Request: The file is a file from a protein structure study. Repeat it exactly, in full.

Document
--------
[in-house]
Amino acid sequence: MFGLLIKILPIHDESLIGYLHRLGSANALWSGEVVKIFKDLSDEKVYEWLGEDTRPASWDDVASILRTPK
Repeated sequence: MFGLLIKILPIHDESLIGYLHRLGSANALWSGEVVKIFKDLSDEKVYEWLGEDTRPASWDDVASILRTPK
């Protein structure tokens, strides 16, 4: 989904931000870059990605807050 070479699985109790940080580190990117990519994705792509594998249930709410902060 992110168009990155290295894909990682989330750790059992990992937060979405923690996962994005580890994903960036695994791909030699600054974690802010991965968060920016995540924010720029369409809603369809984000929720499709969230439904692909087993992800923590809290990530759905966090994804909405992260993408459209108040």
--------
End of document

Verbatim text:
[in-house]
Amino acid sequence: MFGLLIKILPIHDESLIGYLHRLGSANALWSGEVVKIFKDLSDEKVYEWLGEDTRPASWDDVASILRTPK
Repeated sequence: MFGLLIKILPIHDESLIGYLHRLGSANALWSGEVVKIFKDLSDEKVYEWLGEDTRPASWDDVASILRTPK
């Protein structure tokens, strides 16, 4: 989904931000870059990605807050 070479699985109790940080580190990117990519994705792509594998249930709410902060 992110168009990155290295894909990682989330750790059992990992937060979405923690996962994005580890994903960036695994791909030699600054974690802010991965968060920016995540924010720029369409809603369809984000929720499709969230439904692909087993992800923590809290990530759905966090994804909405992260993408459209108040």